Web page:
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Those emotions were often present in Ms. Franklin’s work, and she was a master at evoking them. In the 1995 film “Waiting to Exhale,” her wail washes over a scene between Bernadine (Angela Bassett) and James (Wesley Snipes), two strangers who have a deeply intimate connection but are hindered from pursuing a relationship. (She’s reeling from a painful divorce; he is trying to cope with losing his terminally ill wife.) Ms. Franklin’s vocals on “It Hurts Like Hell” — which convey the pain of being unable to admit when a relationship isn’t working — soundtrack a heartbreaking scene of James and Bernadine spooning in bed together, fully clothed.

The first time a track by Ms. Franklin appears in Shonda Rhimes’s “Scandal,” the scene is bleak. Ms. Rhimes lets the singer’s cover of Simon and Garfunkel’s “Bridge Over Troubled Water” play out as Olivia Pope (Kerry Washington) and her team mourn the death of one of their colleagues. There’s little dialogue laid over the song, as the characters’ sense of loss mirrors the enormity of Ms. Franklin’s vocals: “Sail on, silver girl/Sail on by/Your time has come to shine.”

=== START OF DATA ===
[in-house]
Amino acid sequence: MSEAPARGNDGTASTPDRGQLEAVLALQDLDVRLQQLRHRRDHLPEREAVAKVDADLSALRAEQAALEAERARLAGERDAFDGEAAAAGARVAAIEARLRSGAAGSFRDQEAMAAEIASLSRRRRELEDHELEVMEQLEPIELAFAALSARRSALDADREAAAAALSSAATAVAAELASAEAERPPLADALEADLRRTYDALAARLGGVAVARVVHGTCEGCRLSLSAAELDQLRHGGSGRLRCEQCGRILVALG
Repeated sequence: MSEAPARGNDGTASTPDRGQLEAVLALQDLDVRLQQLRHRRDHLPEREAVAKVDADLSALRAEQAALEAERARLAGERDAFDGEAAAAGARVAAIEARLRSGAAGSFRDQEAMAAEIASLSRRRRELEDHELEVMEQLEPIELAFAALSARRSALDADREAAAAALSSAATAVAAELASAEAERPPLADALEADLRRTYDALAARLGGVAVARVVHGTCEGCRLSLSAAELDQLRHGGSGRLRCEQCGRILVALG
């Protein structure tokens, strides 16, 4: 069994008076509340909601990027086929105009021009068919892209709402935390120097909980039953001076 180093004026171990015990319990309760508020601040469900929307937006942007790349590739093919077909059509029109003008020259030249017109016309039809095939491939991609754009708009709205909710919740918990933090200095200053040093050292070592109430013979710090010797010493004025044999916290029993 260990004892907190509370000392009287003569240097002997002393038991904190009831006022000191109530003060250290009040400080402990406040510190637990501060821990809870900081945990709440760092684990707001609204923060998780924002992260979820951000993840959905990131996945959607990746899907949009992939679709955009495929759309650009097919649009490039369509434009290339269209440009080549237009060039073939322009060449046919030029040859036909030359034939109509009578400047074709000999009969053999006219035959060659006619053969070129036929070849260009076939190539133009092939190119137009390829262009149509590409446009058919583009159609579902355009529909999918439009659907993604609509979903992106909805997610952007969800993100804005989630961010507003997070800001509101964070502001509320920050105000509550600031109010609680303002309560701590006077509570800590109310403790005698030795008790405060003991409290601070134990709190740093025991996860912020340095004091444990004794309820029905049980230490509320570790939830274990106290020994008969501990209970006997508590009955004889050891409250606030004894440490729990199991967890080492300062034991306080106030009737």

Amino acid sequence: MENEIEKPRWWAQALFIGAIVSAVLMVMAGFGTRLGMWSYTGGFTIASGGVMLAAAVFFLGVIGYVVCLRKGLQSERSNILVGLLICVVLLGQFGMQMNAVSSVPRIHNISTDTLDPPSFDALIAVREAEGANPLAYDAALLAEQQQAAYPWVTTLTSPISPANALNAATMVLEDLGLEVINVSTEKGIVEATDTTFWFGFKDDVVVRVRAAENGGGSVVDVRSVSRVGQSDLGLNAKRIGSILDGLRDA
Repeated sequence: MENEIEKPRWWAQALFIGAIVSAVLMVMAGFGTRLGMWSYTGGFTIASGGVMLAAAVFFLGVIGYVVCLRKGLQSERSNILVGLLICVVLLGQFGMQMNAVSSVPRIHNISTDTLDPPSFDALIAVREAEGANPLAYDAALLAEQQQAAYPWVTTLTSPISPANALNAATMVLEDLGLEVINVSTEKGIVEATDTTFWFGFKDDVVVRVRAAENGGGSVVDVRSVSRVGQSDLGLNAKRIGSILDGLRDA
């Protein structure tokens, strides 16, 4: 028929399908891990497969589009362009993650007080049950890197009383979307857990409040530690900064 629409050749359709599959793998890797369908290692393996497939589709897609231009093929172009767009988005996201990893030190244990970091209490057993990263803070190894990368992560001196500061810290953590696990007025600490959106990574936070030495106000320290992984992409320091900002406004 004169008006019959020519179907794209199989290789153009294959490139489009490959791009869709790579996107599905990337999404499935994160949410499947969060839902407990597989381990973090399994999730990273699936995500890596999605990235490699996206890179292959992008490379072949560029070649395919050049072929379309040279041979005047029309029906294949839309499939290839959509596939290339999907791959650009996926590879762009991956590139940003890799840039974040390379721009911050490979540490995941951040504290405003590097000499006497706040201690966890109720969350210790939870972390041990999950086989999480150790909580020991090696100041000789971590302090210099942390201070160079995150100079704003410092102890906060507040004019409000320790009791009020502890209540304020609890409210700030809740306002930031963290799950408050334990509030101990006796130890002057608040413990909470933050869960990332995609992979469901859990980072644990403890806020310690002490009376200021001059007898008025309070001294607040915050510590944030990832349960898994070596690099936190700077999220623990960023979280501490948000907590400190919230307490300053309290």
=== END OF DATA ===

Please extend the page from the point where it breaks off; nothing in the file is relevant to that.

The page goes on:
Martin Scorsese has used the power of Ms. Franklin’s voice in more sinister contexts. In “Goodfellas,” he turned to “Baby I Love You,” a mid-tempo declaration of affection, for a montage in which Henry Hill (Ray Liotta) details his relationship with his mistress, Janice (Gina Mastrogiacomo). As the camera follows Janice around the chic penthouse Henry is paying for, the song’s funky groove complements their flirtations and sexual tension. Yet in the middle of this sequence is a cut to Henry and his pals viciously beating Janice’s boss for disciplining her at work. “Baby I Love You” chugs along, and the juxtaposition of the violent imagery and the soulful music is jarring.